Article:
Category Archives: evolution

Kelly Houle’s Darwin cards available again

I’ve sent out tons of Kelly Houle’s fantastic Darwin greeting cards, and was disappointed to learn that they were out of stock and that no more were available. Here’s what they look like: they are gorgeous, with Darwin’s famous “I think” phylogeny, and the memorable phrase from the final paragraph of The Origin—all in heavy raised […]

An upcoming book by Dan Dennett

Lord is this man prolific! Like Steve Pinker (another man I admire), Dan just keeps cranking out the books, and they’re often very good ones. These two men seem to have books arrayed in their heads like planes coming in for a landing at O’Hare, all arrayed in a sequential order. Dan’s latest book, which […]

A MOOC on Homo floresiensis, the “hobbit” hominin

I just want to let you know about a new Massive Open Online Course (MOOC) on Homo floresiensis that reader Dermot C. called to my attention. As you may recall, new dating methods have shown that this 3.5-foot diminutive hominin died out about 50,000 years ago rather than the 12,000 originally posited, and arrived in Flores (Indonesia) […]

Nature Ecology and Evolution begins publishing

This journal, one of the family of Nature spinoffs, has been in the works for a while, and I have great hopes for it. Headed by editor Patrick Goymer, who used to work for the Mother Nature, comes out with its first official issue next January, but has already published four online articles that you can […]

John van Wyhe debunks Darwin myths

Last night after my talk I had the pleasure of meeting and talking with John van Wyhe, a Darwin/Wallace scholar at the National University of Singapore, where I spoke last night. We continued our conversation this morning when he joined Melissa Chen and me at the Orangutan Breakfast at the Singapore Zoo. Here’s a bit […]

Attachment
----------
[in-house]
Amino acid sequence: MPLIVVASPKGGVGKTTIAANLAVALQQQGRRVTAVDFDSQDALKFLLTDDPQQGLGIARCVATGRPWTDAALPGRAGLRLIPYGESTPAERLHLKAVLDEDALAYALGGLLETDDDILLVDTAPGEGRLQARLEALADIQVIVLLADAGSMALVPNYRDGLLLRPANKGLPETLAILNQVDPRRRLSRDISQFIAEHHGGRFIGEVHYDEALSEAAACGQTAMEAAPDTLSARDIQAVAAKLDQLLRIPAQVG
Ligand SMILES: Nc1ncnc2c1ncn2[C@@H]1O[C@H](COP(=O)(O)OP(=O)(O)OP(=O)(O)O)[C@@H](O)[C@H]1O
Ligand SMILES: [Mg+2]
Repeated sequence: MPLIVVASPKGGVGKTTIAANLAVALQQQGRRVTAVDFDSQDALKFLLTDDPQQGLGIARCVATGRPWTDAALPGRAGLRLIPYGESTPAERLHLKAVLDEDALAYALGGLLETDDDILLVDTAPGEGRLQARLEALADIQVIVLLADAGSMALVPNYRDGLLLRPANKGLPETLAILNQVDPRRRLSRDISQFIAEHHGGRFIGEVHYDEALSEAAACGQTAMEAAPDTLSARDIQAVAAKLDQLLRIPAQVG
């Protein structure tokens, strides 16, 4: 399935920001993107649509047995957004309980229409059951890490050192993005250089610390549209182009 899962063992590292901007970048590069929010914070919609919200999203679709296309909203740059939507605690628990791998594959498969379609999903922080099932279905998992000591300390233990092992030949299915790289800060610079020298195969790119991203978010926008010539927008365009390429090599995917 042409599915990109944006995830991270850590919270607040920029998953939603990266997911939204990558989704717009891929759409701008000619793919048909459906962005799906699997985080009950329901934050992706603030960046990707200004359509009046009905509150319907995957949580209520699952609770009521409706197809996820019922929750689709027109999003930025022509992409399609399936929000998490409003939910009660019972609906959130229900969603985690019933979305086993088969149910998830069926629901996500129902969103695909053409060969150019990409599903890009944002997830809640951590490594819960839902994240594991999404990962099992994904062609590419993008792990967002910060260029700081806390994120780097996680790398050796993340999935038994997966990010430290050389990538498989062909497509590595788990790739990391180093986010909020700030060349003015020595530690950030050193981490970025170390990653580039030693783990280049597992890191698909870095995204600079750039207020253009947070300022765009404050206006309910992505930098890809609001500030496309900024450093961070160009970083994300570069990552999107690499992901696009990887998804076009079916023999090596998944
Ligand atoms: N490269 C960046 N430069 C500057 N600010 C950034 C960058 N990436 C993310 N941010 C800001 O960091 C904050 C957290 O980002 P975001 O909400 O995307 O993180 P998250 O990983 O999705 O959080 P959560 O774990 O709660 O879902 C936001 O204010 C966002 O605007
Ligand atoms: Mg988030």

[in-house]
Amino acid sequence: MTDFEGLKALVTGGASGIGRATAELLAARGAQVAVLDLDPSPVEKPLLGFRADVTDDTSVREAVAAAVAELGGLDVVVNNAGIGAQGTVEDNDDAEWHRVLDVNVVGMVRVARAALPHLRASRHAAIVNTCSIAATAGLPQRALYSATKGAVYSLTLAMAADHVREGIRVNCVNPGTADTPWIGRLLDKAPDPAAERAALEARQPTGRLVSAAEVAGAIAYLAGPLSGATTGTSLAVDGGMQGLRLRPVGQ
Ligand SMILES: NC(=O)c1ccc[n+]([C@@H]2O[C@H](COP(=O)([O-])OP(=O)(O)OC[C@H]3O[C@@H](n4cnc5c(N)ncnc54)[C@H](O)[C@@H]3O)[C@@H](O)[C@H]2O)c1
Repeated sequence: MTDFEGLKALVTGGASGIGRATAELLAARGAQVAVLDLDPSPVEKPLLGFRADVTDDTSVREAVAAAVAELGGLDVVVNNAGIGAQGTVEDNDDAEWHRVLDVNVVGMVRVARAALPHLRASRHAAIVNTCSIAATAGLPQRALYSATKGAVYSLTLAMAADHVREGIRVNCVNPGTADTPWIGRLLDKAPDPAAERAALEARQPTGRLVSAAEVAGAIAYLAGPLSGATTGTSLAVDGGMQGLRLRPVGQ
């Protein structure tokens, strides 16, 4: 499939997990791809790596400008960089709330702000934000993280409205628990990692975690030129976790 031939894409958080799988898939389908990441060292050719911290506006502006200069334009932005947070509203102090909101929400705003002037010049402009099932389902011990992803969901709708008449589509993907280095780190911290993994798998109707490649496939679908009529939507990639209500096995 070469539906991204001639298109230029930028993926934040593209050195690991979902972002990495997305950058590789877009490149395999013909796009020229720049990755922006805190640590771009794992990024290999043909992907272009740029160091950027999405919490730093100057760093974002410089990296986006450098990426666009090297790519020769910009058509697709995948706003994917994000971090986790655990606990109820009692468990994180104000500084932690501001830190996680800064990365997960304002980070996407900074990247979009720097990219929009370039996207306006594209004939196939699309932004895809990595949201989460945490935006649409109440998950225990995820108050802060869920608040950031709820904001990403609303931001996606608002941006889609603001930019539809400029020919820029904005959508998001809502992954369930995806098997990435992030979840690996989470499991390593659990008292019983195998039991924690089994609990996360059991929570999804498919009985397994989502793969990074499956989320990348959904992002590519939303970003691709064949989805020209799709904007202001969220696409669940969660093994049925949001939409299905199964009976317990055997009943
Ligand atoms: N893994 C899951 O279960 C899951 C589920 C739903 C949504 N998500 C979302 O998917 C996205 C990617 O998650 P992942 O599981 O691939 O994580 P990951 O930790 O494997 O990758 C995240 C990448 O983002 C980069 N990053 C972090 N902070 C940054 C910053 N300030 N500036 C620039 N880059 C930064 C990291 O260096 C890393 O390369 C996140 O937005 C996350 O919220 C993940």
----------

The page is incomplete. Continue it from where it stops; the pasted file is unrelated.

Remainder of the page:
Evolution rejection in the American South: It’s the religion, stupid!

Here’s a 9-minute video featuring science educator Amanda Glaze, who’s deeply concerned with the rejection of evolution by students and their parents in the American South. It was featured on NPR’s Science Friday, and imparts two important lessons: How much students know about evolution doesn’t affect whether they accept it as true. I believe earlier studies have verified […]

Hybrid speciation might be rare

Data show that the “normal” mode of speciation—the process in which one lineage divides into two or more species—involves the geographic isolation of populations of a single species. Over time, natural selection (and genetic drift) causes those populations to become more and more genetically different. When the genetic differentiation has gone to the extent that the separate populations […]

Is evolution “contingent” or repeatable?

Aeon is a nonprofit science and technology magazine that occasionally has some good pieces, though I’m not a frequent reader. However, several readers called my attention to a new piece by Dan Falk, a Canadian science writer, about whether or not human evolution was inevitable. Click the screenshot to go to the article: Falk poses […]

The evolutionary level of human violence

There’s a new paper in Nature about the level of intraspecific violence in humans and other species, written by José Maria Gómez et al. (free reference and download below).  The question is how often members of single species kill each other in the wild, and whether humans are outliers. It’s already gotten a lot of attention in the press, […]

Scientific fame—Alfred Russel Wallace and Charles Darwin: the Wikipedia page hit data

JAC:  Last week my friend Andrew Berry, a lecturer at Harvard and expert on Darwin and, especially, Alfred Russel Wallace, was telling me about some interesting data he’d gleaned from Wikipedia about the two Fathers of Evolution. I suggested he write it up as a post for this site, and he kindly obliged: Scientific Fame […]